An Oppressive, Enslaving Religion
Talking about yourself again? It gets boring at times.
In short, Islam is a liberating religion that saves people from useless customs and prohibitions, social pressures and worries about what other people may think. It calls them to lead calm, peaceful lives with the purpose of gaining God’s approval. So it is that our Prophet (may God bless him and grant him peace), in many of his sayings, advises us to make religion simple and easy.
I do not doubt any of that. I have great respect for Islam and I probably have a better understanding of Islam than you ever will. So maybe one day you will finally head the Prophet’s words and stop trying to decipher non-existance points.
Buddhism enslaves its devotees in misty monasteries and forces them into a life of suffering and poverty. Strangely, it discourages good food, cleanliness, comfort-the blessings that God has created for human beings-accepts suffering as a virtue and advises its devotees to lead a miserable life.
If your only source of Buddhist monasteries come from a lonely mountain in the middle of nowhere, then I suggest you take a trip around the world. See more things, brighten your horizons, get your facts straight.
For Buddhist monks and nuns, life is full of all kinds of difficulties. They are forbidden to work or own property, obliged to feed themselves by going from door to door and begging among the people, with their bowls in their hands. For this reason, Buddhist priests are even called bhikkhus (beggars) by the people. Buddhist priests are forbidden to marry or have any kind of family life; they may own only one robe, which must be of poor quality yellow or red cloth.
First of all, a bhikkhu or bhikkuni is a fully ordained Buddhist monk or nun. Here’s a fun fact for you; they WERE called bhikkhus by the Buddha, not just the people. And it DOES mean ‘one who begs’. It ALSO has other meanings, one of which is “one who discerns the fears of the round of rebirths.” And despite the beggar reference, bhikkhus do not beg, but live on what others freely give them.
If you are serious about this whole dirty, uncouth, unsocialised bhikkhu thing, why not actually try to learn more about why they behave as such?
Download A Lay Guide to the Bhikkhus’ Rules by Bhikkhu Ariyesako and read all of the 93 pages.
What, I’m not the one writing an e-book on the lacking of Buddhism.
According to Buddhism, hunger, misery and pain guide the way to the truth.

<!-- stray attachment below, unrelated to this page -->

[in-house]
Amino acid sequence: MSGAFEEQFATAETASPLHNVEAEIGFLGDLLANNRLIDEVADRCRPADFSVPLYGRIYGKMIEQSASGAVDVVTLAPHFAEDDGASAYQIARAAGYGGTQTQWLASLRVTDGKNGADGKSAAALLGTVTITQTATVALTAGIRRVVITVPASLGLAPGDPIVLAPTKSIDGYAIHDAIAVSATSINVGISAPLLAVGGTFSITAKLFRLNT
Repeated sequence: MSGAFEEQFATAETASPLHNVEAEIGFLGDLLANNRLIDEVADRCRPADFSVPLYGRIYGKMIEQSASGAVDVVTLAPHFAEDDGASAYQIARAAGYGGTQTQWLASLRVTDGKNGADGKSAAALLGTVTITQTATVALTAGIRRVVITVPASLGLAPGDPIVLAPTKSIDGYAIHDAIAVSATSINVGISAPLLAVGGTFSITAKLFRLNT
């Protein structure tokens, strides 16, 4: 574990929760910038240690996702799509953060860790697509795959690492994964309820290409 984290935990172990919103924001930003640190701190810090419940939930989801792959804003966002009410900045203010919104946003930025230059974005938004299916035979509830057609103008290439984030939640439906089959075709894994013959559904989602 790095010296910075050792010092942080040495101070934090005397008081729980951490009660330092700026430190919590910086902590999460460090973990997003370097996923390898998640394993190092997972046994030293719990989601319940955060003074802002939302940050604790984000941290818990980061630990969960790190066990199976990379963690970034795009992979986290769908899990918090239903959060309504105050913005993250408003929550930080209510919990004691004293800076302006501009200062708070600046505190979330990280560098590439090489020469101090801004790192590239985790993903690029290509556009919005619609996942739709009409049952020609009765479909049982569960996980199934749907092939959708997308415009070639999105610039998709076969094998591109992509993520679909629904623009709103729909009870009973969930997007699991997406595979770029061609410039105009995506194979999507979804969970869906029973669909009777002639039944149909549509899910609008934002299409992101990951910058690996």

When Gautama Buddha was 29 and still Prince Siddharta, he left his palace and sought knowledge from highly-revered teachers of his time to end life’s sufferings. For 6 years he practised austerism and self-mortifications as practised by a group of 5 ascetics. As we know today it led to nowhere but still he perservered, refusing food and water until he was in a state of near death. He said later that the 6 years of practise caused such severe effects on his physical body that when he touched his belly he could touch his back skin.
One day a peasant girl called Sujata (some people believe that Sujata was actually a bodhisattva coming in aid of the Buddha) took pity on Siddharta and offered him some of her milk-rice. Siddhartha realised that enlightenment could not be reached with extreme practises; but perhaps it could be reached when one in the middle between the extremes of life luxury (remember he had that when he was an ignorant prince) and the life of extreme austerism. After consuming the milk-rice, he took a shower (yes, cleanliness gets you everywhere) and then sat under a tree to contemplate. The rest as they say is history.
But I suppose the hunger, misery and pain part were in reference to the 6 years of practise, which the Buddha later denounced. And the photo of a stark thin bony monk accompanied by those words was someone’s artistic portrayal of the Buddha during that time. And I suppose you are forgiven for your ignorance.
According to the theory of karma, those who are poor, handicapped or ill are paying the price for evil deeds committed in a previous life. Therefore, they deserve their present misfortunes. This perverse understanding results in prevalent injustices in societies where belief in karma is widespread.
Hear me now, for I am a Buddhist :
YOU ARE ONE SICK BASTARD.
Karma is based on the belief in reincarnation…
This idea of a “wheel of rebirth” supposes that every life influences a subsequent one. But this belief fails with one single question: how does this karma operate? If Buddhism doesn’t accept the existence of God, then who judges a person’s former life and sends him back into the world in a new body? This question has no answer!
I just did.